Arizona State - Notes and Thoughts On Devils Offense

Arizona State - Notes and Thoughts On Devils Offense

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Arizona State - Notes and Thoughts On Devils Offense

Herm Edwards and the Arizona State Sun Devils stand in the way of a 2-0 start for Michigan State. There isn’t anything easy about this challenge for the Spartans.

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It’s still a bit of a head-scratcher.

Herm Edwards hadn’t coached a football team in a game of any kind in something like 38 years.

But Arizona State chose Edwards to lead the Sun Devil football program following the disappointing Todd Graham Era.

There hasn’t ever been any doubt about the passion packed into Herm Edwards.

I once was fortunate enough to hear him speak to my colleagues and me when I worked at a place that broadcasts lots of sports shows and games and things on television.

He spoke to us for an hour straight, without a note in front of him, and was mesmerizing and inspirational in ways that are hard to put into words.

At one point of his address – the subject was “leadership” – he became emotional and had to wipe tears from his face as he spoke to us with his voice cracking.

He was talking about growing up and being expected by his father to sweep the front stoop of the apartment building in which he was raised every day.

I shook Edwards’s hand after that speech and it felt like I was shaking hands with a guy who had just returned home after serving in the European Theater of World War II.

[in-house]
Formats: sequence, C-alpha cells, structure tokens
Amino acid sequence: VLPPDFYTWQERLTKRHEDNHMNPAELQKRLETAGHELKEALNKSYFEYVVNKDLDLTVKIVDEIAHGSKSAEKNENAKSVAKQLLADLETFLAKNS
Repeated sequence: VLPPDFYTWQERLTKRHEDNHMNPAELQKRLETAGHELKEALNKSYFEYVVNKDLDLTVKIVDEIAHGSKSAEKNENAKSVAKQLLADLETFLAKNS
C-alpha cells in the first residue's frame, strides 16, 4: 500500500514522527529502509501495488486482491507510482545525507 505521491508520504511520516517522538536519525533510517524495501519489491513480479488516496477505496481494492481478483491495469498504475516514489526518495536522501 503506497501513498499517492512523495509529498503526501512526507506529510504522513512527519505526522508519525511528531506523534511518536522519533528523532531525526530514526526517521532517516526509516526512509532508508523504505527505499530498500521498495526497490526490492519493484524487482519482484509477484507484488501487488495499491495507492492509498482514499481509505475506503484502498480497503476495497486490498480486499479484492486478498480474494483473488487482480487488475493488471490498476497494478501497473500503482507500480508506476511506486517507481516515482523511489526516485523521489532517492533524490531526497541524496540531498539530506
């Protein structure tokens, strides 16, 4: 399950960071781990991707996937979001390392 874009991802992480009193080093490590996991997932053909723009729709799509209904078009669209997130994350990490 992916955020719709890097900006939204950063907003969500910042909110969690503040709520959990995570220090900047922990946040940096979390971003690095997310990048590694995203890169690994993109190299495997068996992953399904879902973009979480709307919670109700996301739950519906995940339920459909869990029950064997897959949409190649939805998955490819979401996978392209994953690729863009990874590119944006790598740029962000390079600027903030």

The kids who play for him now at Arizona State are fortunate in the way they will benefit greatly from being around a man who has so much authentic conviction and passion.

But………..can he coach college football after sitting in a studio in Bristol, CT for the last umpteen years?

A lot of things have changed since he roamed a sideline or led a practice or adjusted his team’s approach in the middle of being beaten in the trenches by an opponent with visions of reaching the College Football Playoff.

That last part – the part about adjusting to being beaten in the trenches by a team fighting for a College Football Playoff berth – he’s never done that.

This coming Saturday night in what will be his first true test as a college football coach, Herm Edwards and the Sun Devils will have their hands full when they take on a team that has goals that are far greater than Arizona State’s in 2018.

Something that Edwards and the Devils have that should give them confidence is a quarterback who is better than most people give him credit for being and a tandem of receivers who are, collectively, as good as any tandem in the Pac 12.

In Saturday night’s season opener against UTSA, Arizona State redshirt junior quarterback Manny Wilkins went 16 for 24 with 237 yards and four touchdowns.

But if we’re going to take a good look at what the Spartan defense is going up against in Tempe this Saturday night, it’s more telling to look at what Wilkins did last year.

He completed 63% of his passes (260 out of 410) for 3,270 yards.

He ended the season with 20 touchdowns against 8 interceptions.